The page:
"Twenty years from now you will be more disappointed by the things you didn't do than by the ones you did. So throw off the bowlines.

Sail away from the safe harbor. Catch the trade winds in your sails. Explore. Dream. Discover." -Mark Twain

Student Writing: Cumberland Island

>> Sunday, May 1, 2011

Author: Will Burke

In many cases it takes a change in ones environment to realize the subtle details that we experience in our every day lives.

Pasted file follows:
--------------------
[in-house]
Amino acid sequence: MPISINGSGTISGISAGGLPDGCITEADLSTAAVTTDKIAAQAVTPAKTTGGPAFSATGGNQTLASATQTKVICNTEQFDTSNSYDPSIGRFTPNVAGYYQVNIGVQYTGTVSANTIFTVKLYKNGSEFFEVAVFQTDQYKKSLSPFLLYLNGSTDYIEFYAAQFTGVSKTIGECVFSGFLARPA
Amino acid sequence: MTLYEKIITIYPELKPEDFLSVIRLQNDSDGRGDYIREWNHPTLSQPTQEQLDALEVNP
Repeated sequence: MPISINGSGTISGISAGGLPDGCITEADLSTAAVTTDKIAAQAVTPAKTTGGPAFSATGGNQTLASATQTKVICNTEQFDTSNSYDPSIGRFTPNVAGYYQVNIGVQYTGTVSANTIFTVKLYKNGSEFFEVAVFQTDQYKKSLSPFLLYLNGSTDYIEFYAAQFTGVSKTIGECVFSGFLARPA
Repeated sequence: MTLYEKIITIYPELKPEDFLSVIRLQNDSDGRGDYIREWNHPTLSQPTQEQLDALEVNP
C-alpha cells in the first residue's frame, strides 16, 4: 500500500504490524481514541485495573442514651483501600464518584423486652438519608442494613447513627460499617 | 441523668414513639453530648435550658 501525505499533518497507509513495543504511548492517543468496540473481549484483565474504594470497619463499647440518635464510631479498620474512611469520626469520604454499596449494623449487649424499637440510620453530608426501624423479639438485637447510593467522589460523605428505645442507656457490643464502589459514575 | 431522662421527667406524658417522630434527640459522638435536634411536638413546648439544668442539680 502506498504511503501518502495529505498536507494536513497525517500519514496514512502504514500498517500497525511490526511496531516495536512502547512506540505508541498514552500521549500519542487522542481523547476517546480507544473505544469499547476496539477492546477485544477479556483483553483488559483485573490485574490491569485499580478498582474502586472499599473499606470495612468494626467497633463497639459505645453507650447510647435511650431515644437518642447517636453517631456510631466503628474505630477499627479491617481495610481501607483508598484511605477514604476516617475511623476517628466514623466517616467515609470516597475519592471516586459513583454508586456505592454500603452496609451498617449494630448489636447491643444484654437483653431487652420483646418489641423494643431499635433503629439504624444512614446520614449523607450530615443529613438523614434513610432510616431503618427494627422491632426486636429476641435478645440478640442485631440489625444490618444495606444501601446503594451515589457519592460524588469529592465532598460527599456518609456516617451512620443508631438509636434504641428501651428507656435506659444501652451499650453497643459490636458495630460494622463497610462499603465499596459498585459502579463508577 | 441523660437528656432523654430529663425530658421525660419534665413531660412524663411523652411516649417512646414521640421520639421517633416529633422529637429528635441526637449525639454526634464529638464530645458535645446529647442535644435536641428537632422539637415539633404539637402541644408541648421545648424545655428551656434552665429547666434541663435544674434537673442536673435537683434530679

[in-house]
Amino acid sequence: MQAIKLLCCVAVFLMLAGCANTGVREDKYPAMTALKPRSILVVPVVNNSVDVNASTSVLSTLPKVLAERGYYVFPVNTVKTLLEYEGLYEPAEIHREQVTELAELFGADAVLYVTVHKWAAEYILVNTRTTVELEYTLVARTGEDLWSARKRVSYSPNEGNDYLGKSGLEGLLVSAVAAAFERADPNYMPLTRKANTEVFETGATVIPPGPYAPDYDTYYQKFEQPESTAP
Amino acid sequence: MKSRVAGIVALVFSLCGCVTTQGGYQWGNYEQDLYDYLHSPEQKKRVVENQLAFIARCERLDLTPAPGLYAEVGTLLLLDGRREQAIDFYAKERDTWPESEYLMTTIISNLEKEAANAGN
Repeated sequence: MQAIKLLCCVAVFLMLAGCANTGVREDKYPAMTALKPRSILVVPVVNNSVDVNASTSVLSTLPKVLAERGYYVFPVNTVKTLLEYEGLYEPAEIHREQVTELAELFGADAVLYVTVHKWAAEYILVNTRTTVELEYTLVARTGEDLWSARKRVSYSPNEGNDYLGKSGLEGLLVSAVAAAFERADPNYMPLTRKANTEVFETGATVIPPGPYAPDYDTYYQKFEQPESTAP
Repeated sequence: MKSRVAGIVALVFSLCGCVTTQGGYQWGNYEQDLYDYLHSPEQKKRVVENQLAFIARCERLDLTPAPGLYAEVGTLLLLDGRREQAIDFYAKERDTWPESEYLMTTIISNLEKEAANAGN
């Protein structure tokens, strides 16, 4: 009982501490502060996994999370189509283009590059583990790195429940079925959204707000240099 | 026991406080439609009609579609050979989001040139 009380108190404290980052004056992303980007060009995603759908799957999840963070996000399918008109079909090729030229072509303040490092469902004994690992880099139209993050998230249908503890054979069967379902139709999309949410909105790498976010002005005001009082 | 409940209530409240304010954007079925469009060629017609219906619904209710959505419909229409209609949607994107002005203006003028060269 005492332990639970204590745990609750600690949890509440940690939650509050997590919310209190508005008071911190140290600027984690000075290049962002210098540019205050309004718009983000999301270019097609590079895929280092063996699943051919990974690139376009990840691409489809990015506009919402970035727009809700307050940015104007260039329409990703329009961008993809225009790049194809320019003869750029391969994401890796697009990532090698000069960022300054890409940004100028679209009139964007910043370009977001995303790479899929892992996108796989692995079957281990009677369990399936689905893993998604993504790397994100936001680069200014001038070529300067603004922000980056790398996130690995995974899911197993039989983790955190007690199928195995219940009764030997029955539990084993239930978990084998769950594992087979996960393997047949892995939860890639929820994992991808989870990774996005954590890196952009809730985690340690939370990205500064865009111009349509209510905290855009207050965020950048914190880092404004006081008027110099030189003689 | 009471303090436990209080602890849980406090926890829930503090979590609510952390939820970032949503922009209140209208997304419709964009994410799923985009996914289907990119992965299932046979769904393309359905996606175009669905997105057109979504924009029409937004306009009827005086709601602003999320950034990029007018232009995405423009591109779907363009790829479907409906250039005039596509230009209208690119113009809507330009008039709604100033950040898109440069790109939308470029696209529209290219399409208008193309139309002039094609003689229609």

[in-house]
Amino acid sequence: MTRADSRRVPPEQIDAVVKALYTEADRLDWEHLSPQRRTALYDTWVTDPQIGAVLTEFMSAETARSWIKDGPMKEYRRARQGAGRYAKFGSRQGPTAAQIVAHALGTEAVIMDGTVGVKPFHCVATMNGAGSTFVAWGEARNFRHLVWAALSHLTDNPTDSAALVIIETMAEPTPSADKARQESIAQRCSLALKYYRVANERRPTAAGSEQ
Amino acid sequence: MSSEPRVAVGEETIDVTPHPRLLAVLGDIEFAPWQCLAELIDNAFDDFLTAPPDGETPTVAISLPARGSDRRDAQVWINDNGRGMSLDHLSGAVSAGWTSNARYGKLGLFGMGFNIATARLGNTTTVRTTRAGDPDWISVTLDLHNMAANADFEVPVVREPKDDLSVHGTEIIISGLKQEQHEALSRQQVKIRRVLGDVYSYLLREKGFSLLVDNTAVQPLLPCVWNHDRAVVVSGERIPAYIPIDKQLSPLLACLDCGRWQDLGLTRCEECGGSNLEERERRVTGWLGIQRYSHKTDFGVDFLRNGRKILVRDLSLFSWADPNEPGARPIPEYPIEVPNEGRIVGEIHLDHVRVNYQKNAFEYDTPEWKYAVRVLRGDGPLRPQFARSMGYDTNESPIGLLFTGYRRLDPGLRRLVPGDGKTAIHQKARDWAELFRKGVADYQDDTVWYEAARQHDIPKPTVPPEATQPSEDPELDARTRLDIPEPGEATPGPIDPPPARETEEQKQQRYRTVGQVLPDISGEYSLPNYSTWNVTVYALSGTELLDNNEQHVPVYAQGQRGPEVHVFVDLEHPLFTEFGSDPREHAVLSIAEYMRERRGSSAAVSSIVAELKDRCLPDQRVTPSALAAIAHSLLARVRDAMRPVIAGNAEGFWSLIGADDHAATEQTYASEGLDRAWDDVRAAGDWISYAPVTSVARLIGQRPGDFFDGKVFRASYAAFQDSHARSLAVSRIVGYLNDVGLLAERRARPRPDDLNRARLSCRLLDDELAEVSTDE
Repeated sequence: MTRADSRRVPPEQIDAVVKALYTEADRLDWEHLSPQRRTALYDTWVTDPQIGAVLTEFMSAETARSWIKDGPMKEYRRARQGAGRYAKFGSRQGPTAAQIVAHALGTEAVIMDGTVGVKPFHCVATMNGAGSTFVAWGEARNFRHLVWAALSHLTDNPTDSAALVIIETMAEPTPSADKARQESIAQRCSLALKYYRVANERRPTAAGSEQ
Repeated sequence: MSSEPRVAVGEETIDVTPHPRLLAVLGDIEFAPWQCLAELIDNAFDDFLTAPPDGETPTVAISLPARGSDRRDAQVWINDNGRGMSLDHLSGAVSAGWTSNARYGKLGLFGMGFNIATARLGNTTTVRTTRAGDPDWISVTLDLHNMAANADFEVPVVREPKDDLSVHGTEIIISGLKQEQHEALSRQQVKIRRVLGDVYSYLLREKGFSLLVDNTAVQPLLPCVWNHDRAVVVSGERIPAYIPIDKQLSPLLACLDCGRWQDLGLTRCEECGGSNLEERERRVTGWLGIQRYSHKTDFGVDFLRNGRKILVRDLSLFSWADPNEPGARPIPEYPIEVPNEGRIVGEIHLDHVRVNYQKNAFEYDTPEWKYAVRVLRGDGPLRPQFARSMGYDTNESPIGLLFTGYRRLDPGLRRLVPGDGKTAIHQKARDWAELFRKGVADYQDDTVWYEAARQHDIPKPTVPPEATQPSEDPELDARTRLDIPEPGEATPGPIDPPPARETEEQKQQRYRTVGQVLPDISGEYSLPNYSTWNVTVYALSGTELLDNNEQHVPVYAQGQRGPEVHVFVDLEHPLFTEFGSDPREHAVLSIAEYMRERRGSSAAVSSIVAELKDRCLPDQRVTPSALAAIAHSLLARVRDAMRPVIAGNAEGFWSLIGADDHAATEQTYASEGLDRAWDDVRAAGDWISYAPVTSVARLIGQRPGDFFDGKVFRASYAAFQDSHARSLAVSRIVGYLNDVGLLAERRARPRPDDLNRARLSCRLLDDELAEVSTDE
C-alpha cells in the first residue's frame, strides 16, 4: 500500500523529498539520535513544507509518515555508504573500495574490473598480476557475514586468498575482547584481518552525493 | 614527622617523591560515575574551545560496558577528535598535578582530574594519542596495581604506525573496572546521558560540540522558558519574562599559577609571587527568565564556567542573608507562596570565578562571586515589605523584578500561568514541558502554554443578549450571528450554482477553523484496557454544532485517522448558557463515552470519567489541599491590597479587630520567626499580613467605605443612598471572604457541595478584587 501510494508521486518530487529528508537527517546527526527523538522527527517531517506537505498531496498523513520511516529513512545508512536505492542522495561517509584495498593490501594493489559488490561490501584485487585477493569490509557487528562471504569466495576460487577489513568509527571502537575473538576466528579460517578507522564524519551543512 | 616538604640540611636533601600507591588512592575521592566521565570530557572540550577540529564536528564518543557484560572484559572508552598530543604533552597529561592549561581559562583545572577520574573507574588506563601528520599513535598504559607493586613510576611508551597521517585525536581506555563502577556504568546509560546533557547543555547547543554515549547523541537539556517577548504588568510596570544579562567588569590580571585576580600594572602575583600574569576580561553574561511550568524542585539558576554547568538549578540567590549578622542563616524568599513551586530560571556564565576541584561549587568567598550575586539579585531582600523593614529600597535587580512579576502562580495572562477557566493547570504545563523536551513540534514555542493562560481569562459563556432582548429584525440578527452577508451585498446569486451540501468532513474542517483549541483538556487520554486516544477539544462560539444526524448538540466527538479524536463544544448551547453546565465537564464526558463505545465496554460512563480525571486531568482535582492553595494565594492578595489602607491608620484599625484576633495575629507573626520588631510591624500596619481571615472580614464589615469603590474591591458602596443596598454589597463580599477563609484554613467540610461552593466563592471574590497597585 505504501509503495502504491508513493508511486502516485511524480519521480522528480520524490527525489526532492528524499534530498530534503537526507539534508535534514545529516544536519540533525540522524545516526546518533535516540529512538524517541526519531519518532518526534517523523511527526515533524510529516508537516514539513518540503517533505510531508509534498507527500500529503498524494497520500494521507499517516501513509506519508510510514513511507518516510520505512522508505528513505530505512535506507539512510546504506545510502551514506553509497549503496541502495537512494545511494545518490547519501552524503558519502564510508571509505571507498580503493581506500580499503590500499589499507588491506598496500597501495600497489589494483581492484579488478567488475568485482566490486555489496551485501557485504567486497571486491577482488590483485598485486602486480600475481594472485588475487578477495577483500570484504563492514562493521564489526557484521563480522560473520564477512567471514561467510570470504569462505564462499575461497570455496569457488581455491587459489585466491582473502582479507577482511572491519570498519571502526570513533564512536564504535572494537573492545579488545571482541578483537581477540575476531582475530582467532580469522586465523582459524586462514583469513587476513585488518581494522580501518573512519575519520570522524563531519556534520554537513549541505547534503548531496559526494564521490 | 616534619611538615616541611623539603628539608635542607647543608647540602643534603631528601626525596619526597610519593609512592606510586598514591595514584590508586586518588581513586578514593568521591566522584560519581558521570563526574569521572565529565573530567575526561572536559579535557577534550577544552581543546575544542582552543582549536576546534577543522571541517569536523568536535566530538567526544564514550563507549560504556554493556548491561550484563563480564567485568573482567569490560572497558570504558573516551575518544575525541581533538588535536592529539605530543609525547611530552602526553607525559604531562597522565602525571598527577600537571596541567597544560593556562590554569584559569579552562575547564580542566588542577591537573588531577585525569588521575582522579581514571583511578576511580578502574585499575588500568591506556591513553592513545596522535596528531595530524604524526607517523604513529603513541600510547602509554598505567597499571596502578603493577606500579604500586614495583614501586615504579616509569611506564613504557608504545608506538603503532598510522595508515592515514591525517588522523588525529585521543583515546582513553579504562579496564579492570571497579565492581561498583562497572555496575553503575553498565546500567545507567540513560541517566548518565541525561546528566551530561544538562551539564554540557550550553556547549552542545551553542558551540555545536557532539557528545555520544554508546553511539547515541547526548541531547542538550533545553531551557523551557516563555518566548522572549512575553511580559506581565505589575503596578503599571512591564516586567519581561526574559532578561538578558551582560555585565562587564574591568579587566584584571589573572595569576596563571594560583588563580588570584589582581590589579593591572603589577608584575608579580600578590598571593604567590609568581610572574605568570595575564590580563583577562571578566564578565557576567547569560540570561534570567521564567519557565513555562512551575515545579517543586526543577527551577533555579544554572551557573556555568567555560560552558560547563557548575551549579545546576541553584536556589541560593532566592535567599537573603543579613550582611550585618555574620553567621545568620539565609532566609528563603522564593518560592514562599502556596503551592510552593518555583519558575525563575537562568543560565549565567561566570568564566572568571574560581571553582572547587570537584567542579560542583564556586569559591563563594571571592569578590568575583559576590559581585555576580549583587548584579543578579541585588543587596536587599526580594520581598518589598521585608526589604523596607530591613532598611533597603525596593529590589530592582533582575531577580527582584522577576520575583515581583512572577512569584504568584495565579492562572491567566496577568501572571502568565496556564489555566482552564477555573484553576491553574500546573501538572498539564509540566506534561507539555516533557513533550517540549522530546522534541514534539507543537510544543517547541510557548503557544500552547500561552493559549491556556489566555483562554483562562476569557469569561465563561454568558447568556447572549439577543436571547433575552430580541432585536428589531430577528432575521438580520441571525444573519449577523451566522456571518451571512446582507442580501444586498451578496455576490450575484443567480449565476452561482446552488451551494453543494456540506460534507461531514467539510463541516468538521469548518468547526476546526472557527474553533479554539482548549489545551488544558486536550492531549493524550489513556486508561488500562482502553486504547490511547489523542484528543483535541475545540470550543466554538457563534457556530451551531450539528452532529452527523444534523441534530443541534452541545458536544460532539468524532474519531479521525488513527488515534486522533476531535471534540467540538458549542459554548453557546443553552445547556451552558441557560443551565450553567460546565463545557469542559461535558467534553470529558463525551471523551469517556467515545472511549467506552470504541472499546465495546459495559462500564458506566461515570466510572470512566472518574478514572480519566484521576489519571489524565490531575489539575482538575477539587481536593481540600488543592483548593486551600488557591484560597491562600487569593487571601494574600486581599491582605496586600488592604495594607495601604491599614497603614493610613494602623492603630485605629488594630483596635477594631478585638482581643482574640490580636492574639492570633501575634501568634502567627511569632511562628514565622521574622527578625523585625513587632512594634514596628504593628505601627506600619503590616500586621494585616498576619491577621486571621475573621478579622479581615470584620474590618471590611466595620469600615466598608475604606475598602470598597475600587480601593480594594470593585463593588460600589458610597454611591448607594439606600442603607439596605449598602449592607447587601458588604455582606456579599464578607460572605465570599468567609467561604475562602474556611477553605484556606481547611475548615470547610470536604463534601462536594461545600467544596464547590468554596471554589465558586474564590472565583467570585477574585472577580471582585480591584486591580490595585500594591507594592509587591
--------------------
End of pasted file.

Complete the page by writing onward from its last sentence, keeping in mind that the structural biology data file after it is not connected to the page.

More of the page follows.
We arrived in Cumberland Island after our short stay in Fernandina, which had been our first stop after eleven days at sea. We were to stay there four nights and five days, what seemed like an eternity away from the Harvey Gamage. We loaded up Sherman and ferried ourselves along with our gear to the pier that jutted out from the island. We left the boat with our seamanship skills sharp as well as a sense of excitement for the upcoming week. Our bags were packed with soccer balls, frisbees, sunscreen, and shore clothes; everything we would need to make out time ashore more enjoyable. We walked about a half a mile down the road (something we were very unused to on the ship) to the dorms where we had been assigned to stay. Once our gear was spread out in our spacious rooms with large beds and mattresses, we walked down tot another building. It was and industrial kitchen, a long room outfitted with brand new stainless cookware: pots, pans, knives, serving trays. It felt as though we had walked into the set of Hell’s Kitchen, extremely elegant compared to the twenty-foot galley on the Gamage. We spent the afternoon and night swimming and grilling burgers (Mr. Petrillo’s secret recipe). And it wasn’t until lights out when I realized how different life ashore really is. As I lay in a bed with sheets, a window open, fan circulating air, and the birds and cicadas conversing outside, I realized that the steady rocking of the ship would not be there to lull me to sleep, that the sound of water against the hull would not be ever present, breaking the silence of the still spring night. For the moment, everything was still. For the moment, everything had stopped moving.


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